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Is Domestic Violence In the NFL A Racial Issue?

September 24, 2014

Women’s eNews just published an op-ed by a woman who says that the only way to trust that the NFL really is addressing the issue of domestic violence perpetrated by many of its players is by assigning a black woman or more than one black woman to its advisory council on domestic violence:

As much as Goodell would like to continue to operate under the illusion of the irrelevance of race, with full ignorance of the intersecting realties faced by those of us who navigate life in the United States as both black and female, the fact is, the racial representation of his advisory panel matters. And his stubborn disregard of the importance of including black domestic violence experts displays a stunning degree of disrespect for black women specifically — the very women in the United States who are most likely to face this horror — as well as an utter disregard for the safety of those women most likely to be on the receiving end of the abusive behavior within his own league.

Because of the wide range of nuanced factors that are distinct to the African American experience, it is critical that any advisory team Goodell amasses specifically include black female domestic violence experts to ensure the cultural competency this complex issue requires and deserves.

For those of you who might not know who Goodell is, he is the incompetent ass acting as the NFL Commissioner, who has downplayed felonious acts of domestic violence by  NFL players. Goodell really should be fired for his incompetence, but in true NFL style, the abusers are still paid to play, even if they act as the NFL Commissioner.

When confronted with the video evidence of Ray Rice, an NFL player, punching his then-fiancee in the face, the NFL Commissioner acknowledged that he should have done more than give Ray Rice a two game suspension. Goodell didn’t do enough to punish Ray Rice, and the NFL hasn’t done enough to punish Goodell. Goodell came up with the idea of having a domestic violence advisory committee made up of women, and then Goodell failed to appoint any women of color to that committee.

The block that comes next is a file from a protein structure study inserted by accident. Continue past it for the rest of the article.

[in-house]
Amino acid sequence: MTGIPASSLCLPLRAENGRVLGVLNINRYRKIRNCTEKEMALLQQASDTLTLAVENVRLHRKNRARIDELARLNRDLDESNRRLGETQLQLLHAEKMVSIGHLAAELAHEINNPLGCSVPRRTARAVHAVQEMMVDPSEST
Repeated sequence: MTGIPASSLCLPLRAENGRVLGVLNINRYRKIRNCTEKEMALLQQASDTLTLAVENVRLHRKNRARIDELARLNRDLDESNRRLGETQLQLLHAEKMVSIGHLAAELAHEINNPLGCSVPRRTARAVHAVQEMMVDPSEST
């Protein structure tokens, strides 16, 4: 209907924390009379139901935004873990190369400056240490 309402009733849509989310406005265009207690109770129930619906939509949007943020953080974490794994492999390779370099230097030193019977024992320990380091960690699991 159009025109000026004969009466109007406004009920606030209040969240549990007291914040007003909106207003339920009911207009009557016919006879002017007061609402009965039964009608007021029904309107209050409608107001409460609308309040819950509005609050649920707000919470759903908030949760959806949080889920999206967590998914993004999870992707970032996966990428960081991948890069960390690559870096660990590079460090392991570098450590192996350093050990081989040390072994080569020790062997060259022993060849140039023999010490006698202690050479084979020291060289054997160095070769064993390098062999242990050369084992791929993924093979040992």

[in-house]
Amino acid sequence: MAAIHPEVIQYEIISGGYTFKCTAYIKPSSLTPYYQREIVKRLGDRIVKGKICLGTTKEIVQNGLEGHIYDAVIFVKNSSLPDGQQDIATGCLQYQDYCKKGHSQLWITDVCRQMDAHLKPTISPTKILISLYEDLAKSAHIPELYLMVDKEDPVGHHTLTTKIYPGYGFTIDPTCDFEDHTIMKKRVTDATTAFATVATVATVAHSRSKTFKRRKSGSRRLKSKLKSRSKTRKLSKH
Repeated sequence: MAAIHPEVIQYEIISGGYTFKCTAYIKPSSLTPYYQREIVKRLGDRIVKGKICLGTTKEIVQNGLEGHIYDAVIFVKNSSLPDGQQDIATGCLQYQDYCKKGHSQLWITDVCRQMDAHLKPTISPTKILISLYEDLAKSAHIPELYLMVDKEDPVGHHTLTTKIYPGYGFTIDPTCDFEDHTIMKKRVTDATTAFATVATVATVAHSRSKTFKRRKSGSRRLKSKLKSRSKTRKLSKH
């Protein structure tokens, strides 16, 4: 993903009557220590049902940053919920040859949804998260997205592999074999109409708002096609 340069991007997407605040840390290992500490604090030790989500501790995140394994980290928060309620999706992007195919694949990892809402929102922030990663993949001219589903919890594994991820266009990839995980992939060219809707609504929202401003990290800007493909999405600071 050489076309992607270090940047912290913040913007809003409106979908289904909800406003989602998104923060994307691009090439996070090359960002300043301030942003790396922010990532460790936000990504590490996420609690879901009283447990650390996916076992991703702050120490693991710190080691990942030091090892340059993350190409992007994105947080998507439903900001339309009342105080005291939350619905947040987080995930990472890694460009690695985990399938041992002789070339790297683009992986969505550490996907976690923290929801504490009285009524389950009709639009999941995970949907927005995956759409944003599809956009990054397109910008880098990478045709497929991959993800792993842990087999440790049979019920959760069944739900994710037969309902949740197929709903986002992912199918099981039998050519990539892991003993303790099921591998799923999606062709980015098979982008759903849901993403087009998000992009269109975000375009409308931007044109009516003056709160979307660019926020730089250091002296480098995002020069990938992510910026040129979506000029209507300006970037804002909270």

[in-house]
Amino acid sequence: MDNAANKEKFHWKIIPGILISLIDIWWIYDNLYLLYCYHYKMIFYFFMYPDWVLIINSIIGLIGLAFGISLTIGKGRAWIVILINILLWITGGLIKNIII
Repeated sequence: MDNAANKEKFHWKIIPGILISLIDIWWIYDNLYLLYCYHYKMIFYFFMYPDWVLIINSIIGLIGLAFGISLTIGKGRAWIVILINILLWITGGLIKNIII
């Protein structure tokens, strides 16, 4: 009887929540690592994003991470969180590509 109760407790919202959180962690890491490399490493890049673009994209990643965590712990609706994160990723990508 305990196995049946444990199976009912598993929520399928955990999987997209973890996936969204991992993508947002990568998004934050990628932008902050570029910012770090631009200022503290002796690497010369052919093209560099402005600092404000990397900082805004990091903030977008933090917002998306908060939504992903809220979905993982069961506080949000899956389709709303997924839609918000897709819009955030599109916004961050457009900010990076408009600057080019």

The Women’s eNews contributor feels that without black women on the domestic violence advisory panel, the panel can’t be effective, because apparently only black women can minister to black women’s needs? While the author acknowledges that domestic violence is an issue for every woman, she then tries to argue that because more black women suffer domestic violence than supposed white women, that black women need to be on the advisory panel:

Domestic violence goes way beyond the realm of the NFL, touching every community, regardless of race, ethnicity or socioeconomic status. But the sad reality is no woman in the United States today is more likely to be beaten or die at the hands of someone she loves and trusts than a black woman.

The author then finishes with what is perhaps her most unsatisfying argument, the I-story, to argue that black women should be on Goodell’s committee:

I know this, because I’ve lived it.

I am that 1-in-nearly-3 black women who have survived an abusive relationship. I understand all too well the deadly mix of isolation, fear and racial solidarity that makes exposing the pain of abuse paralyzing for some and a complete non-starter for others. I’ve been that woman who’s had the police show up at my door only to send them away in the desire to defend the indefensible and to protect the person I still, inexplicably, loved.

Contrary to the editorial stance behind publishing a piece like this, the author’s argument that she refused to allow police to interfere in her abusive relationship does not make her qualified to address domestic violence issues–it argues that she is not only ill-equipped to address domestic violence issues within the letter of the law, but that she supports the concept of hiding the abuser. So, is the NFL issue of domestic abuse a racial issue?

 

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